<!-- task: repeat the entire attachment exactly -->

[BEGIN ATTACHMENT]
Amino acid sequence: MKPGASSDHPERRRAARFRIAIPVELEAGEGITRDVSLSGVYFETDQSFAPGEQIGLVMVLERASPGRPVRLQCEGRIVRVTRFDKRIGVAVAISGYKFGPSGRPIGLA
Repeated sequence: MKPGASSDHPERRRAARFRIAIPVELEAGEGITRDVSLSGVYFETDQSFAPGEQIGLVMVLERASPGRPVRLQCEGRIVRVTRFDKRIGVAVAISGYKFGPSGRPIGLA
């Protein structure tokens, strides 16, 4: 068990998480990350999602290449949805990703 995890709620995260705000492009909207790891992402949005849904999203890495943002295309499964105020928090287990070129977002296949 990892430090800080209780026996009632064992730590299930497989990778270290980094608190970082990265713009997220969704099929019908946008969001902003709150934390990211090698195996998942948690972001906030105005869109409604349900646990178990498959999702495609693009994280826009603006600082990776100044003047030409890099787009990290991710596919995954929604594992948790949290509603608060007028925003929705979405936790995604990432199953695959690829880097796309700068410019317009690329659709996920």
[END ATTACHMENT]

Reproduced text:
Amino acid sequence: MKPGASSDHPERRRAARFRIAIPVELEAGEGITRDVSLSGVYFETDQSFAPGEQIGLVMVLERASPGRPVRLQCEGRIVRVTRFDKRIGVAVAISGYKFGPSGRPIGLA
Repeated sequence: MKPGASSDHPERRRAARFRIAIPVELEAGEGITRDVSLSGVYFETDQSFAPGEQIGLVMVLERASPGRPVRLQCEGRIVRVTRFDKRIGVAVAISGYKFGPSGRPIGLA
């Protein structure tokens, strides 16, 4: 068990998480990350999602290449949805990703 995890709620995260705000492009909207790891992402949005849904999203890495943002295309499964105020928090287990070129977002296949 990892430090800080209780026996009632064992730590299930497989990778270290980094608190970082990265713009997220969704099929019908946008969001902003709150934390990211090698195996998942948690972001906030105005869109409604349900646990178990498959999702495609693009994280826009603006600082990776100044003047030409890099787009990290991710596919995954929604594992948790949290509603608060007028925003929705979405936790995604990432199953695959690829880097796309700068410019317009690329659709996920």